From the time Bank of New York Co. and Mellon Financial Corp. announced plans to merge, in December 2006, until they completed the deal and Bank of New York Mellon Corp. was born, in July 2007, the banks combined assets under custody ballooned by $3 trillion, to $21 trillion. BNY Mellon has picked up a further $2 trillion from the merger through March 31. The growth is attributable at least in part to pension funds, mutual funds and other big investors eager to avail themselves of the economies of scale that only a custodial behemoth can offer. But smaller customers wanted in on the action too, to benefit from the state-of-the-art technology that bigger investors demand.
Clients like big. Bigger means resources, more connections in emerging markets, better global networks and the perception of cutting-edge technology, explains Dayle Scher, a research director in the investment management division of TowerGroup, a Needham, Massachusettsbased financial services consulting firm.
The 2007 merger made BNY Mellon, with $23 trillion, by far the worlds biggest custodian, with roughly 47 percent more assets than No. 2 JPMorgans $15.7 trillion, according to Institutional Investors annual global custody ranking. This year firms are ranked by total assets under custody a measure of each banks full-service custody business rather than by global custody assets, the cross-border subset of the business. The table below lists the firms by their 2008 rank, based on assets as of March 31, and shows how they would have fared last year had they been ranked by total rather than global assets under custody. The 2007 rank for BNY Mellon is based on the New York and Pittsburgh-based banks combined custody assets before the merger; BNY Mellon would have outpaced JPMorgan by 27.3 percent.
James Palermo, Boston-based cochief executive officer of BNY Mellon Asset Servicing and former global head of Mellon Asset Servicing, believes custodial clients understood that the BNY Mellon deal was different. Unlike previous consolidations in asset servicing, this was made up of two very large players, he says. In the past youve seen large firms acquiring small players, or the strong buying the weak.
The merger accelerated asset growth by bringing together two pieces of the custody puzzle: Mellons $1 trillion in assets under management and in custody, and BNYs back-office services. The combined firm can cross-sell custody and asset servicing to the respective banks money manager, pension fund and other clients.
Clients apparently accept the bigger-is-better argument. Palermo says BNY Mellon has won mandates from investors at a higher rate than either bank enjoyed on its own. Winning 30 to 40 percent of deals is considered good, he says; BNY Mellon has won 60 percent of those for which it competed in the past year.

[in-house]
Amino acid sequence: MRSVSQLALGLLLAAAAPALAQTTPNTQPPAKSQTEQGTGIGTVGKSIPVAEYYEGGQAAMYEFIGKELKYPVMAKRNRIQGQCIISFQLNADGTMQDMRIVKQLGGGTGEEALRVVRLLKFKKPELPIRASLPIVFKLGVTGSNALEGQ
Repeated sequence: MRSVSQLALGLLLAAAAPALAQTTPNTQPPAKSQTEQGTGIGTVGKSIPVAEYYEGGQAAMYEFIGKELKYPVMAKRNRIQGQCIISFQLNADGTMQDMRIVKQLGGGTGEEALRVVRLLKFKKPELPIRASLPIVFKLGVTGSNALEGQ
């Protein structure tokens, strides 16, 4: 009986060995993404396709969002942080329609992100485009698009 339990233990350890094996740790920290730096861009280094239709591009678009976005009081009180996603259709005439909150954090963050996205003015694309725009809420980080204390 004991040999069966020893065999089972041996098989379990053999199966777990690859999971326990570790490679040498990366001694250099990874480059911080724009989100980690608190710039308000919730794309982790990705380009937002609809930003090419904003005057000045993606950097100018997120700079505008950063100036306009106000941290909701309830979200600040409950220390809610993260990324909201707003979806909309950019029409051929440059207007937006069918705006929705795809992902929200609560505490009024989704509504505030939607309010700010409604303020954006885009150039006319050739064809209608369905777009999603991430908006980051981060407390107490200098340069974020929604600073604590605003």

Other big custodians are also growing faster than their smaller rivals. For example, custodial assets grew year-over-year at third-place State Street Corp. by 20.8 percent, to $14.9 trillion; at fourth-place Citi by 21.3 percent, to $12.9 trillion; and at fifth-place HSBC Group by 29.6 percent, to $6.3 trillion.
Those figures stand in sharp contrast to the growth rates at smaller operators. No. 8 Northern Trust Co. saw its custody assets increase by only 4.8 percent, to $4 trillion, while No. 12 Brown Brothers Harriman & Co. saw an increase of 14.4 percent, to just under $2 trillion.
Size does not tell the whole story, says Timothy Theriault, president of corporate and institutional services at Chicagos Northern Trust. Our size and our scale are an advantage in this market, because expertise and service are so important to institutional clients that are dealing with increasing regulatory and compliance burdens in an era of market volatility and rapid change, he states. Our size keeps us nimble, so we can quickly develop solutions to help clients respond to events.
Theriault adds that Northern Trusts pretax profit margin of 42 percent for the 12 months ended March 31 is well above the industry average of 31 percent. Also, more than 50 percent of its assets are in global custody, the faster-growing segment of the business. That percentage is higher than at most competitors. Theriault credits the banks having only one technology platform for enabling it to expand into new businesses such as fund administration. As we extend into new areas, our incremental costs are low, Theriault explains. We can add capabilities for clients and reward shareholders at the same time.
Northern Trust says it allocates roughly $395 million to technology each year, far less than the $650 million reported by BNY Mellon and JPMorgans $600 million, but Theriault points out that the dollars spent on technology may be misleading because it costs less to maintain and expand a single, integrated platform than multiple systems. He says the airline industry provides an apt comparison. United may be the biggest, but does it have scale? he asks. No, Southwest does. It uses one kind of airplane around the world. We use the Southwest model.